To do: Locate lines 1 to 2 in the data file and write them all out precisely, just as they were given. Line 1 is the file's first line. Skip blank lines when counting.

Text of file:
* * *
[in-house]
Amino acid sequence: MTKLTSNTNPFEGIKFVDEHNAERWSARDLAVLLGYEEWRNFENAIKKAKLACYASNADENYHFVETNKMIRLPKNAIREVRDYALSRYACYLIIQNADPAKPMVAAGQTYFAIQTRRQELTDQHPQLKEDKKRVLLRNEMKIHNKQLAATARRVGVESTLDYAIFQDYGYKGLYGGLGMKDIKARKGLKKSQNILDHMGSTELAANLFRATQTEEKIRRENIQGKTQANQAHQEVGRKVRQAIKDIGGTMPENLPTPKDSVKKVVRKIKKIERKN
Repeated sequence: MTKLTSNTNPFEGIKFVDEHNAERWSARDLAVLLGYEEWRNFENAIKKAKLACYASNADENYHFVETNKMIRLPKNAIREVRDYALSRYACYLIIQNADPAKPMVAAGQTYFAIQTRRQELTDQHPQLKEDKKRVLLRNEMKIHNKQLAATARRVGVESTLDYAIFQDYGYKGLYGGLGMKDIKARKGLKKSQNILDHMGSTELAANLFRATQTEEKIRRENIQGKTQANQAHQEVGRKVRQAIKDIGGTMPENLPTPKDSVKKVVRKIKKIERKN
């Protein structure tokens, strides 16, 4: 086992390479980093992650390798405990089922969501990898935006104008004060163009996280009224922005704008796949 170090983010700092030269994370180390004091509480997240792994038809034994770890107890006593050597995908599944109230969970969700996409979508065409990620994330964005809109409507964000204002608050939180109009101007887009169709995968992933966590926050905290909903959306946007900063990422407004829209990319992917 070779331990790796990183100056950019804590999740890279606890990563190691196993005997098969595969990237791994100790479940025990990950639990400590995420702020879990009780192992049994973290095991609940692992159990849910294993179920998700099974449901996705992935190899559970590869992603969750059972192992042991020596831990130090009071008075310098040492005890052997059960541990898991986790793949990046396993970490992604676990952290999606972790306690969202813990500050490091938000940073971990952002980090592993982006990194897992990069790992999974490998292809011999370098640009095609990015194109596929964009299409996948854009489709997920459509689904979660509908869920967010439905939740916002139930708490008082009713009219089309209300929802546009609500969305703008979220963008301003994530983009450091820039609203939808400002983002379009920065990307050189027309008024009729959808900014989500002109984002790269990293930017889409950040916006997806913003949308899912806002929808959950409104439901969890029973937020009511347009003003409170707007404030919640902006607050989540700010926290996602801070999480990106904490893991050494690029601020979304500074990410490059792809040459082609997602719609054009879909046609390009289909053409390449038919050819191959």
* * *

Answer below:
[in-house]
Amino acid sequence: MTKLTSNTNPFEGIKFVDEHNAERWSARDLAVLLGYEEWRNFENAIKKAKLACYASNADENYHFVETNKMIRLPKNAIREVRDYALSRYACYLIIQNADPAKPMVAAGQTYFAIQTRRQELTDQHPQLKEDKKRVLLRNEMKIHNKQLAATARRVGVESTLDYAIFQDYGYKGLYGGLGMKDIKARKGLKKSQNILDHMGSTELAANLFRATQTEEKIRRENIQGKTQANQAHQEVGRKVRQAIKDIGGTMPENLPTPKDSVKKVVRKIKKIERKN